The first thing to consider is the energy source (electricity, natural gas, propane, oil, wood, etc.), whether you live in a climate that requires an air conditioner to stay comfortable, and the third is the air quality where you live.
✔ Fuel Source
The only fuel source I wouldn’t recommend using forced air for would be electricity unless you plan on using a heat pump.
If you have natural gas in your area, I would recommend a gas furnace for a forced air system.
This is simple, do you want central air conditioning? If the answer is yes, then forced air systems are recommended.
✔ Air Quality
There are two factors to consider here, the air quality in your area and your personal situation regarding air quality (allergies and sensitivities).
If you have bad allergies or want to ensure that you have the cleanest air possible in your home, then your best choice for a heating system is a central heating system.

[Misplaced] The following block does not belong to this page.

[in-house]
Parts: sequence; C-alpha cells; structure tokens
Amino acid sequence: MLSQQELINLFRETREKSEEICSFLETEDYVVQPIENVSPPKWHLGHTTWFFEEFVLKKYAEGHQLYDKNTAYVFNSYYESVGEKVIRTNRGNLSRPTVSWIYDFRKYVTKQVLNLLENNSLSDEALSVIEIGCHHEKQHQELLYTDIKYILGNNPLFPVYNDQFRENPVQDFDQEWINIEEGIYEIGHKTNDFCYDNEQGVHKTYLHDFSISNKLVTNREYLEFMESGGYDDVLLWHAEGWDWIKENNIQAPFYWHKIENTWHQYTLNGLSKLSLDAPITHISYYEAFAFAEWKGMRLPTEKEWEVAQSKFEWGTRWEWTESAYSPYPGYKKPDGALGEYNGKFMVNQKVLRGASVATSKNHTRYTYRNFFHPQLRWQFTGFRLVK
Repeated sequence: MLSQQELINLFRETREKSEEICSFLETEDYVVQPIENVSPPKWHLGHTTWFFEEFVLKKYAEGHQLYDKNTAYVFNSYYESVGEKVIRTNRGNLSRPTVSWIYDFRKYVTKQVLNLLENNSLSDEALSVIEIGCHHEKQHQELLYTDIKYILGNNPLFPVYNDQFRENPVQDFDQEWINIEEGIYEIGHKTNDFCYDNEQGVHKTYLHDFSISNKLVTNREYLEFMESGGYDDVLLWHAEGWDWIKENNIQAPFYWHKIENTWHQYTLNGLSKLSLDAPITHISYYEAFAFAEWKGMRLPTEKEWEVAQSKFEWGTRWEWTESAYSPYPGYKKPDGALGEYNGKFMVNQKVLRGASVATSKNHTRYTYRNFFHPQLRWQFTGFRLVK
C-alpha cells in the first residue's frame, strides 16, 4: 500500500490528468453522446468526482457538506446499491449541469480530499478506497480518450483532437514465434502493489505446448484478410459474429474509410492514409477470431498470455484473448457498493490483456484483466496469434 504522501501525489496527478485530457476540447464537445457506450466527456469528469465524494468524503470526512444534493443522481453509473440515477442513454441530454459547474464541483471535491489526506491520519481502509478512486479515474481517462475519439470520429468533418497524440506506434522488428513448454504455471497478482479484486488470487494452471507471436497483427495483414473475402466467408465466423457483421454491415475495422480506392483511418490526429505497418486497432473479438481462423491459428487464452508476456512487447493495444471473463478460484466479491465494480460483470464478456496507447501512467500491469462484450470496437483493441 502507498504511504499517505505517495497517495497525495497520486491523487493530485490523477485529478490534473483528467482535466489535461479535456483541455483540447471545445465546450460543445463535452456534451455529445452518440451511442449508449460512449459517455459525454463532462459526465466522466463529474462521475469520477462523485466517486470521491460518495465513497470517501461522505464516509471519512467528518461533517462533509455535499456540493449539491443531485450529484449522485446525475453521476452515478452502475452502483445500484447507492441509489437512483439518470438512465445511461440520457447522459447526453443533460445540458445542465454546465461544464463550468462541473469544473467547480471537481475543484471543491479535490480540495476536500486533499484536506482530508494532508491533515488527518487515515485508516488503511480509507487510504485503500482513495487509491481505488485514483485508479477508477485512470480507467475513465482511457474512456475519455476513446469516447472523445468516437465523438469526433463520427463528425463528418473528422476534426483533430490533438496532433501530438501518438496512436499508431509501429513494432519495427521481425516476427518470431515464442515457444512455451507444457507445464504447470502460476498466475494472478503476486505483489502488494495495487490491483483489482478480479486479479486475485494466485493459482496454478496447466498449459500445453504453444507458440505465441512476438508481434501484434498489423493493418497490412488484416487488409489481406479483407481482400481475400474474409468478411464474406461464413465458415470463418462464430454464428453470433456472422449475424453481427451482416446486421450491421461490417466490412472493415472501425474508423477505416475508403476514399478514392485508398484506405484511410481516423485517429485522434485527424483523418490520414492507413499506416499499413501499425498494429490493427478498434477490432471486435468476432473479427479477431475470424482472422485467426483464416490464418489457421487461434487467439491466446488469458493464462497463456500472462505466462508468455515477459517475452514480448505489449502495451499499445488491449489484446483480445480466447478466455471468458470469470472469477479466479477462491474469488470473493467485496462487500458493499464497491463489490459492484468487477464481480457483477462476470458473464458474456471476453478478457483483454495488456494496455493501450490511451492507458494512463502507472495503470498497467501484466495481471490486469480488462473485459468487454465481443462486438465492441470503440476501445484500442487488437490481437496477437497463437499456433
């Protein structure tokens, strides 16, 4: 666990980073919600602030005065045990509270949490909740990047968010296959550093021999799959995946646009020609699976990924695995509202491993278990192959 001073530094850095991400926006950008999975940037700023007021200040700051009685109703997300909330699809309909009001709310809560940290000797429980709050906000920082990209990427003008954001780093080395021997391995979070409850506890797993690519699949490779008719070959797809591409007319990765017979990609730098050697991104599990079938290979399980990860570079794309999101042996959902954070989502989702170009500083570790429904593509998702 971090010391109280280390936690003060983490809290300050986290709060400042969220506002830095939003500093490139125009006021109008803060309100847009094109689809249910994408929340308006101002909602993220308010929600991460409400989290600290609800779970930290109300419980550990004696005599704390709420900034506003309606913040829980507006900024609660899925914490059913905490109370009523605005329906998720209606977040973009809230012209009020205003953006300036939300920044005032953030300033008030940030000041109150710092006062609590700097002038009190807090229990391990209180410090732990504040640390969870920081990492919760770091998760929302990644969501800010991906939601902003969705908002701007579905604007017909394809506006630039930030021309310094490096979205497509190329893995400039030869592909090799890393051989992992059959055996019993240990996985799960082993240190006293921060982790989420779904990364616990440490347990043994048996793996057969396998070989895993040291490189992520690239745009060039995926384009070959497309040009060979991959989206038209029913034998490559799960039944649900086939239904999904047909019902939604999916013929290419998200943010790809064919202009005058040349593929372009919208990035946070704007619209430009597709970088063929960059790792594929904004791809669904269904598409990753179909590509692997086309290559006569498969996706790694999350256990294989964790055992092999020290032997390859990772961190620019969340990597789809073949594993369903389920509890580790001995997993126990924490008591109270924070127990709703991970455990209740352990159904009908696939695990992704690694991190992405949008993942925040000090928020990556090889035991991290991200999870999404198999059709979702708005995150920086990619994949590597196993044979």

If you’re considering adding air quality products to your forced air system, I recommend talking to multiple highly rated HVAC contractors to get their thoughts on what works best in your area.
Where I’m located, we usually recommend adding either UV lights or air ionizers to forced air systems.
⭐ How To Find The Best Forced Air Heating For Your Home
✔ Check out the AFUE Rating or Energy Efficiency Rating
The AFUE rating is how heating systems that use combustible fuels rate how efficient they are.
If a gas furnace has a rating of 97%, then 3% of the fuel you buy does not get turned into heat for your home.
If you have an electric furnace, then 100% of the electricity you buy gets turned into heat for your home…